Member of the reality-based community of progressive (not anonymous) Massachusetts blogs
You should really try to get through Deluca’s diary, over on Gerry’s blog. Yes, I know. The sickly sweet platitudes are enough to make you yak, but he is on to something.
I’m not sure if Deluca even realizes how correct he is. The City Manager has purged the under the table economy that linked City Hall to less than scrupulous business owners perpetrating bribery, ect. Wake up, folks. You think “cash transaction” management in the Clerk’s office is Lynch’s BIGGEST problem?
There is a reason that the ‘gang that can’t shoot straight’ is falling all over themselves to rid Lowell of Bernie Lynch.
Does this clue you in?:
Feel free to fly over to Never Never Land to discuss this matter. Though, you may come back here to swirl the bowl with me when your pushback to pablum like, “I think Councilor Elliot will place his confidence squarely with City Manager Lynch if he proves its deserved.” gets, …. um …. er …. ah! … recycled. Yes. When your brisk comment gets “recycled,” you can opt to redeem it here.
At the hands of NBC’s Chuck Todd, no less. The talking head guy is miffed about Colbert and his mocking of…well, people like Todd. And Citizen’s United. And the whole Republican primary to date. Claiming that Colbert has an agenda. Well, duh.
The rant that follows the Todd quote, from Hunter of dkos, is well worth a full read. Some total bonus phrases:
I am at this point not sure how someone would tell the satiric candidates apart from the sincere ones. If you asked me whether the Republican Party would be better off in the hands of Stephen Colbert, or Ron Paul, or Rick Santorum, or Newt Gingrich, or Mitt Romney, I hardly think Colbert’s would be the first name you would cross off the list.
But the threat is that the comedians can expect to be “held accountable,” by Todd and others, and that political satirists are overstepping their jester credentials by wanting “a place in this,” which I suppose means being too successful in interjecting themselves into the asininity that is politics.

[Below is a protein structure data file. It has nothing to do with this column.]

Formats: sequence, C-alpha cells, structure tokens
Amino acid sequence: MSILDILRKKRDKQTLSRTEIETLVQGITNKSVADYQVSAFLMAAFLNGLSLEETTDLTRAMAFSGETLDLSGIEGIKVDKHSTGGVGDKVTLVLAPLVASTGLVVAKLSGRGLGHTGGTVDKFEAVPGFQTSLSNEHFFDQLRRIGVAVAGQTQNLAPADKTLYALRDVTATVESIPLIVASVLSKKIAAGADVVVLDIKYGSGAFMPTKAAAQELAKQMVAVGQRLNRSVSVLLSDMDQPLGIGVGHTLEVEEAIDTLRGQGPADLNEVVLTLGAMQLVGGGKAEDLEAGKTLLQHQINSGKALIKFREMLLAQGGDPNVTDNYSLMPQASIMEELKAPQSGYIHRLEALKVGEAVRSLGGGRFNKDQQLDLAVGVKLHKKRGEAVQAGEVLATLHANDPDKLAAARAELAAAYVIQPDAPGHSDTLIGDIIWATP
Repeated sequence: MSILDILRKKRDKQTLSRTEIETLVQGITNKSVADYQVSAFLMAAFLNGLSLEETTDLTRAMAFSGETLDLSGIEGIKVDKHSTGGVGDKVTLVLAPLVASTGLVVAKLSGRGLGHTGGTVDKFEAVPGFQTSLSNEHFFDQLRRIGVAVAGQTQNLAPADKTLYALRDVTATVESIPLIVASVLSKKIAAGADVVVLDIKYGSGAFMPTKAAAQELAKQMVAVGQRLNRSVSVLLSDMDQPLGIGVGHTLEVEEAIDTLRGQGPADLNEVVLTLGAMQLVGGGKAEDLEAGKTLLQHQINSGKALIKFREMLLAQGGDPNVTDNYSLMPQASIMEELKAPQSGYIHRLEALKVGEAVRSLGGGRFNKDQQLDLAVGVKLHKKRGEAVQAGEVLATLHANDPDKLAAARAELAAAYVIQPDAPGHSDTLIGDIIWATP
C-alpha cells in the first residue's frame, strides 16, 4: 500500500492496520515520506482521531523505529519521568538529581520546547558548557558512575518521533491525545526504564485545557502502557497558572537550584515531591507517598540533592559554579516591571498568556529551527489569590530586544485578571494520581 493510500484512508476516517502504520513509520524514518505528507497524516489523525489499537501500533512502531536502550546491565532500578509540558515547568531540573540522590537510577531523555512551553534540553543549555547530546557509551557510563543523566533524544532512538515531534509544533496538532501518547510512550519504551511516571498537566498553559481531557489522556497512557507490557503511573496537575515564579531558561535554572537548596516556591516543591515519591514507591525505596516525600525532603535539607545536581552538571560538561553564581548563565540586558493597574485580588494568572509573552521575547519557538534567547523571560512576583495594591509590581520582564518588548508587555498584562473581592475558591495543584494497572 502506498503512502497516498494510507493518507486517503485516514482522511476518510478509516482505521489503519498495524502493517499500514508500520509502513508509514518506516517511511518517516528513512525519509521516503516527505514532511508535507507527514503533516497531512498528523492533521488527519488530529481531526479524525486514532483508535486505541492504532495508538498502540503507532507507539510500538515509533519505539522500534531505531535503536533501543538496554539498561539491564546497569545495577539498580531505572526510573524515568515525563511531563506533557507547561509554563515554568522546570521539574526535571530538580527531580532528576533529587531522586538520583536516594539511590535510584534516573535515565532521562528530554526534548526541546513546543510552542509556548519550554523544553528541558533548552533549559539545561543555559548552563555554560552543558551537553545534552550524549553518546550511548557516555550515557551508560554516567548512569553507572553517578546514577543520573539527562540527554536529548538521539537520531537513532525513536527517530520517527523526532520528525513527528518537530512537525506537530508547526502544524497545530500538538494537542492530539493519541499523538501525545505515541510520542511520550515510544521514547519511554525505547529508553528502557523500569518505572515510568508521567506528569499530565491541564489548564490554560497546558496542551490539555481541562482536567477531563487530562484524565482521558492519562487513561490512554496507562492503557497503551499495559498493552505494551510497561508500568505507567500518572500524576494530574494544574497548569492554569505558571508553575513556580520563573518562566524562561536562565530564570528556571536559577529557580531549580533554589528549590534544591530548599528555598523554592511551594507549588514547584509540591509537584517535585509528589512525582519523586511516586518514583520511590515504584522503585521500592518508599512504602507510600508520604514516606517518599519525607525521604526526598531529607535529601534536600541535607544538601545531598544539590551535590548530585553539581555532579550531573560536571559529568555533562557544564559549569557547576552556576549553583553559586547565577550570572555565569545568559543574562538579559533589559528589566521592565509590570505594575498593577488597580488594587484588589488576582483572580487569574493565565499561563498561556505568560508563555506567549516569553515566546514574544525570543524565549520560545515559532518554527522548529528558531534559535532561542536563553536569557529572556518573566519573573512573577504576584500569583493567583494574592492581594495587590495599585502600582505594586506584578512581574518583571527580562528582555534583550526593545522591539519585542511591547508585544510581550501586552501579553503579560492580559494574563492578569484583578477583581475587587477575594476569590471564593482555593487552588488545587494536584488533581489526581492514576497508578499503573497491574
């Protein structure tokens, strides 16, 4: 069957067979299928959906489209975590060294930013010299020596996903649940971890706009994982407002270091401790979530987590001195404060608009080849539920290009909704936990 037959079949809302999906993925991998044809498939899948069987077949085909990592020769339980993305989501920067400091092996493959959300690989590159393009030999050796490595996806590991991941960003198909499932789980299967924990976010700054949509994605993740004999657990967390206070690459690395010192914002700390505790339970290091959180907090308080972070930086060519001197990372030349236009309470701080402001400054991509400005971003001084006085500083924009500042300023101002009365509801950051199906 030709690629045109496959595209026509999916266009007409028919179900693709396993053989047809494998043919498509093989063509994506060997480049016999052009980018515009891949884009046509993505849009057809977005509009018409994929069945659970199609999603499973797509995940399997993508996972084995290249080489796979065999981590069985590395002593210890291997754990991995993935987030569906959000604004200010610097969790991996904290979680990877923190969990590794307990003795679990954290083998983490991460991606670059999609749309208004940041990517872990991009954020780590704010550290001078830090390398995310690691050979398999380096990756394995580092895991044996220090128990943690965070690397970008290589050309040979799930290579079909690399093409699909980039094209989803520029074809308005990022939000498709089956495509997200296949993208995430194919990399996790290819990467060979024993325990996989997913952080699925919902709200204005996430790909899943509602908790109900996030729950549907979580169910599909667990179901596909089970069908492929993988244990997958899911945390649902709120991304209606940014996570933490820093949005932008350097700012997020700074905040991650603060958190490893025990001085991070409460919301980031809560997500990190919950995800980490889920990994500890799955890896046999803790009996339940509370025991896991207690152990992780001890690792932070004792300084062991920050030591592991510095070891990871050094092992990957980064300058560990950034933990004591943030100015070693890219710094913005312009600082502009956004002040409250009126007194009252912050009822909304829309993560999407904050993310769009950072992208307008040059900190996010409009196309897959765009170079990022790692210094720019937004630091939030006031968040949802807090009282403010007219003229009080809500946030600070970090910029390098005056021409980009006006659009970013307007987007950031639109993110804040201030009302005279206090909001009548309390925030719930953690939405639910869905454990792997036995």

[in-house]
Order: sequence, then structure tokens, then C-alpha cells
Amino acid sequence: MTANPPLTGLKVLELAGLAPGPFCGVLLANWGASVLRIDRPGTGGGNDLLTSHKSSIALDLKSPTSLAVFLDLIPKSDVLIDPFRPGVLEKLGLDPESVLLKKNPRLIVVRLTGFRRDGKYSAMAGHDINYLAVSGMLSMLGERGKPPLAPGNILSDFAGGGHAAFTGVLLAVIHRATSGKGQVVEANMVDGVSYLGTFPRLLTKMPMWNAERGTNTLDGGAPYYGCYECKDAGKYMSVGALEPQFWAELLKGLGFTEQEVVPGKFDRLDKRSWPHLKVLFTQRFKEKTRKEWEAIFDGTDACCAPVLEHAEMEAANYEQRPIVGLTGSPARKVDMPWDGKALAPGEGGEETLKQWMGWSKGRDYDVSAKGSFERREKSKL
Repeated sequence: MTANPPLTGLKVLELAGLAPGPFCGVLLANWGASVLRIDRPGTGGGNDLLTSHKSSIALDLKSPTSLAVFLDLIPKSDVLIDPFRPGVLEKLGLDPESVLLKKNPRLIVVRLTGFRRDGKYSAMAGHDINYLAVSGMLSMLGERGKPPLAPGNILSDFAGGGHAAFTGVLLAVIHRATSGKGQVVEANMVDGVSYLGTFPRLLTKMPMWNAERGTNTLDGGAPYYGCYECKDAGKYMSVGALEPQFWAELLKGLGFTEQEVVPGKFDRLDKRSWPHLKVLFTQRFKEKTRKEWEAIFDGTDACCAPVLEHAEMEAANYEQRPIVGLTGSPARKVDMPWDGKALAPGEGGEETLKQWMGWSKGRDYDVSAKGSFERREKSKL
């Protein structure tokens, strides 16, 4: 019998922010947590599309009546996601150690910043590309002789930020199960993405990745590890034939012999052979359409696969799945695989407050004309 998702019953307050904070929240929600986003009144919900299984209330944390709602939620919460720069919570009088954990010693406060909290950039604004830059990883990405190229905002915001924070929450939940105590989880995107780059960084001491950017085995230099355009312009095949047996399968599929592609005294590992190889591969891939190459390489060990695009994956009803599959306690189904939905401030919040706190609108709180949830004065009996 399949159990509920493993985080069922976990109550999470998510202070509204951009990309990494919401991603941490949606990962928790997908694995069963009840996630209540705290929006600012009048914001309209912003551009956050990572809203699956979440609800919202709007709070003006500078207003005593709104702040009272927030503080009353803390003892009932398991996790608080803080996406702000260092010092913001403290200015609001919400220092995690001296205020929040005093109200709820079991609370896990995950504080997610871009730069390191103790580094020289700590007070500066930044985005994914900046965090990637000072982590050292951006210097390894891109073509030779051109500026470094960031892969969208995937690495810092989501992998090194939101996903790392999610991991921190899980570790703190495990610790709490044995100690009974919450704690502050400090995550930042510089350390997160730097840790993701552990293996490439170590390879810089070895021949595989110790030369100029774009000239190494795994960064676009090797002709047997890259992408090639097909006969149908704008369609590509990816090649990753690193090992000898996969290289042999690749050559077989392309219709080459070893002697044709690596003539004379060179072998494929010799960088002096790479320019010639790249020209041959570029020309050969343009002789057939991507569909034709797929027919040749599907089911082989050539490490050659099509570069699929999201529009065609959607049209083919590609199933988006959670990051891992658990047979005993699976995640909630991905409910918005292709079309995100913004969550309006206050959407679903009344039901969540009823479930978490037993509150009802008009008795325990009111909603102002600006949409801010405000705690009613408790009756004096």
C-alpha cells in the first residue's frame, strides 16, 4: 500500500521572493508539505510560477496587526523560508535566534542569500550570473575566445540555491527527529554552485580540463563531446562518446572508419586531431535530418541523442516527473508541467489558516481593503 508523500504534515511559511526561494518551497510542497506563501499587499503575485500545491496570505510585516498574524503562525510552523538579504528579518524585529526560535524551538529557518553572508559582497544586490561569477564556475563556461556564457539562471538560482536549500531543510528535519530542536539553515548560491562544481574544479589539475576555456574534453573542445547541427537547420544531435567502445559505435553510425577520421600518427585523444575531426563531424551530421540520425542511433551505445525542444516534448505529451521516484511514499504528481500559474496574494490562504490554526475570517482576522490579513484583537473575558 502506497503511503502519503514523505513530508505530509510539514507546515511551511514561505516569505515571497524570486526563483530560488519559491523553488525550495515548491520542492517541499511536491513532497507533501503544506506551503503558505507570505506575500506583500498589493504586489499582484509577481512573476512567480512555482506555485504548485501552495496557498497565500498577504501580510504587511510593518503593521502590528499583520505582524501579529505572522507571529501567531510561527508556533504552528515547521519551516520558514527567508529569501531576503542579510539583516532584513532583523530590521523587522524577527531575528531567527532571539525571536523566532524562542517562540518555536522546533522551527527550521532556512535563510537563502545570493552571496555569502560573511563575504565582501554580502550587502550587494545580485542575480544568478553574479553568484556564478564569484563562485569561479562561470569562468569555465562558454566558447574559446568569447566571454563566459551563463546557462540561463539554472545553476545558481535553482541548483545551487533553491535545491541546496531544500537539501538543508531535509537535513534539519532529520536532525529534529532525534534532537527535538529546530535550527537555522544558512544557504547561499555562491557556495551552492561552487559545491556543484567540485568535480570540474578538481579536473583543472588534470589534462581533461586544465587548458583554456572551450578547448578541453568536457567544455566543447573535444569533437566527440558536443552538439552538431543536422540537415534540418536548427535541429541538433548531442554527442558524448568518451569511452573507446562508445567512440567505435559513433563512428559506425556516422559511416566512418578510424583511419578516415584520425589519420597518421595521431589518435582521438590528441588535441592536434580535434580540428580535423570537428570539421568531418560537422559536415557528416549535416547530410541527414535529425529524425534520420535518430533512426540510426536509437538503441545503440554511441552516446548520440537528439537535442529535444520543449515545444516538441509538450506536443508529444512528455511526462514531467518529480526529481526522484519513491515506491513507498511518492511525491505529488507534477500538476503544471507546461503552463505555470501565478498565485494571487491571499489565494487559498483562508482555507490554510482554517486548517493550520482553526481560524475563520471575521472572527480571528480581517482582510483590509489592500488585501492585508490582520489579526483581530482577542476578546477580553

I have nothing invested in whether Colbert does or does not do a damn thing. Neither does Todd or any other reporter, frankly, since one would think their profession is long past the point of being able to feel shame.
The Very Serious Pundits of The Village are concerned that they’re taking Colbert too seriously. But goddamn, isn’t that the whole point Colbert and Stewart are trying to make??
They used to call elections the “silly season” - I guess it’s a case of living up to one’s name…
It’s been slow blogging since the election. LiL and Nutter output is down, along with commenting. Dick Howe’s blog is on pace, even with the namesake listed as ‘day to day’ due to an eye injury. (btw, Dick’s prognosis is good) The stand out Lowell blogger is Cliff Krieger. That blog is grinding out post after post. I suggest, especially as we head in to a national election cycle, you give Cliff more of your mouse clicks.
There are a few things worth glancing over. The CM is looking for the Council to shit or get off the pot, re: plan design. The Council’s multitasking skills will be challenged, as they also have to pick a new City Clerk. Will they reinforce the “Townie Turnstyle?”